The finance ministry is not in favour of curbing inflows from foreign institutional investors (FII) in the Indian stock market at this juncture as it could impact the prospects of the proposed disinvestment of shares in public sector companies, including the initial public offering (IPO) of Coal India Ltd (CIL) through which the government plans to raise Rs 15,400 crore.
A senior finance ministry official said the government is keeping a close watch on FII inflows, which have already touched a record $22 billion during the current year compared to $17 billion during the entire 2009 calendar year.
"However, since the Indian stock market has the capacity to absorb these funds there is no reason for alarm at this point," he explained.
The Coal India IPO will be followed by public offerings of other blue-chip public sector undertakings (PSUs), such as Indian Oil Corp (IOC), Oil and Natural Gas Corp (ONGC) and Hindustan Copper.
"While the Indian stock market is getting global, the funds being raised by companies such as CIL will also be invested overseas in countries like Australia and Africa. This adds an element of depth and stability to these investments," the official said.
A TOUCH AND GO AFFAIR
- Govt keeping an eye on FII inflows which have touched a record $22 bn this year
- Sharp rise in FII inflows has pushed the Sensex past the 20,000-points mark
- Booming bourses will help the govt raise funds to meet investment plans of PSUs and help control fiscal deficit
- Curbing foreign investments would lead to decline in the inflow of foreign funds, resulting in lower stock prices and lower realisations from disinvestment in PSUs
- There has been concern that strong foreign fund inflows have led to a rise in the value of the rupee hitting exporters' earnings
- RBI had intervened last week to buy dollars in the forex mkt to bring down the value of rupee
- Since more dollars will be needed to fund India's widening trade deficit the value of the rupee will not spiral out of control vis--vis the dollar
The sharp increase in FII flows to the Indian stock market has pushed the benchmark Sensex past the 20,000-points mark and it is now hovering close to peak levels that prevailed before the global meltdown of 2008.
A booming stock market will help the government raise more funds to meet the investment plans of public sector enterprises and help control the fiscal deficit as well.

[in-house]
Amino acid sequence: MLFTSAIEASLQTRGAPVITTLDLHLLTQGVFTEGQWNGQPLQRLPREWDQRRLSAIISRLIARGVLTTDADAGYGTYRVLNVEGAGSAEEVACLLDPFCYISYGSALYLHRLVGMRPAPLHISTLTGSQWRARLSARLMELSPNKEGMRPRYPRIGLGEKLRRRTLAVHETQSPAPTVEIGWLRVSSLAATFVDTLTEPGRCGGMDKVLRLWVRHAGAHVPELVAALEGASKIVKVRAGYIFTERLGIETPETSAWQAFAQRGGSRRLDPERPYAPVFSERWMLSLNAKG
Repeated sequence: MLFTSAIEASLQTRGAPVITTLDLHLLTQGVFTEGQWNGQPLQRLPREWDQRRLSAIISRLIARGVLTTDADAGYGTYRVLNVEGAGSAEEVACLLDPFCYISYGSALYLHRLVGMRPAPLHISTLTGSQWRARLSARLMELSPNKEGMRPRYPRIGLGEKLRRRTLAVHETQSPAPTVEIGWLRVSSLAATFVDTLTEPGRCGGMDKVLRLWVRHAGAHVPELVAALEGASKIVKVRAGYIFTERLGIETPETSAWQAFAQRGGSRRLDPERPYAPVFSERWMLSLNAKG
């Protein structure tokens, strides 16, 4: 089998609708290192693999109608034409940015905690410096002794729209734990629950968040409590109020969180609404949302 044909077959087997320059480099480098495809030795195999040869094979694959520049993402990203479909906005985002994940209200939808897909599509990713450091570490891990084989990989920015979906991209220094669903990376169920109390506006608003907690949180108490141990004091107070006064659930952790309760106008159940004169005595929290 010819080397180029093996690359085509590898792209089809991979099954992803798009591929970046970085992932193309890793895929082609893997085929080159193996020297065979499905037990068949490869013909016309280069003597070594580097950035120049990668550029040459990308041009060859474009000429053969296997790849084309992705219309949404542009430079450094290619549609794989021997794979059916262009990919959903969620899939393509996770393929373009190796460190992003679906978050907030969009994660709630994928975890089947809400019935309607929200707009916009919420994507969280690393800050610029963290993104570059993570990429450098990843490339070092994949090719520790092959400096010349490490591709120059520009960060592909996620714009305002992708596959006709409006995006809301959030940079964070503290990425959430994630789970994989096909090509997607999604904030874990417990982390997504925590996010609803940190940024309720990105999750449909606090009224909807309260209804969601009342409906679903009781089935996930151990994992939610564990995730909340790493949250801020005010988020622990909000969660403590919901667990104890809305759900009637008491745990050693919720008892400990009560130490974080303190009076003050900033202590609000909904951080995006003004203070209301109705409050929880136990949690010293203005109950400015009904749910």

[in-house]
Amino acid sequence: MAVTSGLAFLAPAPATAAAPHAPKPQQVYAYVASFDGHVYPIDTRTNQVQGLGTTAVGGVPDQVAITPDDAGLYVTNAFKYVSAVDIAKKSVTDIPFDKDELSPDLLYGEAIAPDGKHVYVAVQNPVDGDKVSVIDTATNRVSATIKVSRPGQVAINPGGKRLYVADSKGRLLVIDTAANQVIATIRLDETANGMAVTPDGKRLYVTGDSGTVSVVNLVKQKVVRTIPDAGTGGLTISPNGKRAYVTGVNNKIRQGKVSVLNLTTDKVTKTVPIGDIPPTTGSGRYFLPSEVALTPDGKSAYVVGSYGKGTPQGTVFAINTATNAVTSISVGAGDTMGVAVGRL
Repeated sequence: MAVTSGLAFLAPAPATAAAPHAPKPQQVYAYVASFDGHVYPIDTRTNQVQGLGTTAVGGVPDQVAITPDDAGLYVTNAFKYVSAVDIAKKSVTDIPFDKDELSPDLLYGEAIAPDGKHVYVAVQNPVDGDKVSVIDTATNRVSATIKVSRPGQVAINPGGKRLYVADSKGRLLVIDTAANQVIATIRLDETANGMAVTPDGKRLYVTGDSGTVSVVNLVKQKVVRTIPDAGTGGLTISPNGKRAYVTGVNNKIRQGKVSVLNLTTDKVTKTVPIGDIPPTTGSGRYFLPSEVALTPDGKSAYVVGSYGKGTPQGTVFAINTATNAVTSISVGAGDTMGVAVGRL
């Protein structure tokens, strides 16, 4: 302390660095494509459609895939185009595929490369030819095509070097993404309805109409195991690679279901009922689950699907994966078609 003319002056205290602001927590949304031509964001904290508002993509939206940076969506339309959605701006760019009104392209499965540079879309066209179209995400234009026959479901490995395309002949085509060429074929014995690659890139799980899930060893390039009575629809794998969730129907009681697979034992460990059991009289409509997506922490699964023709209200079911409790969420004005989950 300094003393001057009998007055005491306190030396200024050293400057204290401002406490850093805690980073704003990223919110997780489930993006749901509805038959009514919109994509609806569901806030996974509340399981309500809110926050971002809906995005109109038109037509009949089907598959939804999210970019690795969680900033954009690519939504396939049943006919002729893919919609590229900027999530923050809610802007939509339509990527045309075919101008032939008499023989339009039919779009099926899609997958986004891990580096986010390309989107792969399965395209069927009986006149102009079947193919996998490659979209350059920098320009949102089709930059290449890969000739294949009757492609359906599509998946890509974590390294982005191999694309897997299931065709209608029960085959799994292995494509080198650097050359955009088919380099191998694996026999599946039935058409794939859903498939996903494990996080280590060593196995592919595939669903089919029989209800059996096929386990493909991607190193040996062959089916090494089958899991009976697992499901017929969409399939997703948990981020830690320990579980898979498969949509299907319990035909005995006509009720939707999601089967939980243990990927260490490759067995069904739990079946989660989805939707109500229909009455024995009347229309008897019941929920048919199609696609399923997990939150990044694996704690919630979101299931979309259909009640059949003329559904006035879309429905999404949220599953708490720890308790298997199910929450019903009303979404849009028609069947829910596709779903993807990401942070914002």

Any curbs on foreign investments inflows would lead to a decline in the inflow of foreign funds, which in turn would result in lower stock prices and lower realisations from the disinvestment of public sector firms.
There has been some concern over the fact that strong foreign fund inflows have led to an increase in the value of the rupee with the exchange rate touching a 25-month high of around Rs 44 against the US dollar.
Exporters have been complaining that this has hit their earnings as their exports are valued in dollars and they get fewer rupees in return for the exported merchandise and services.
After touching a monthly growth of about 36 per cent in April this fiscal, the export expansion slowed to 22.5 per cent in August as the recovery in the US and European markets remains fragile.
The Reserve Bank of India (RBI) had intervened last week to buy dollars in the foreign exchange market to bring down the value of the rupee.
But there is a limit to the extent to which RBI can pump in rupees to buy dollars as this adds liquidity to the system at a time when the central bank wants to tighten money supply to rein in inflation.
However, finance ministry officials said that since more dollars will be required to finance the country's widening trade deficit the value of the rupee is not expected to spiral out of control vis--vis the US currency.
According to figures released by the commerce ministry, the trade deficit for April- August 2010 was $ 56.62 billion, which was higher than $40.27 billion in April-August, 2009.Courtesy: Mail Today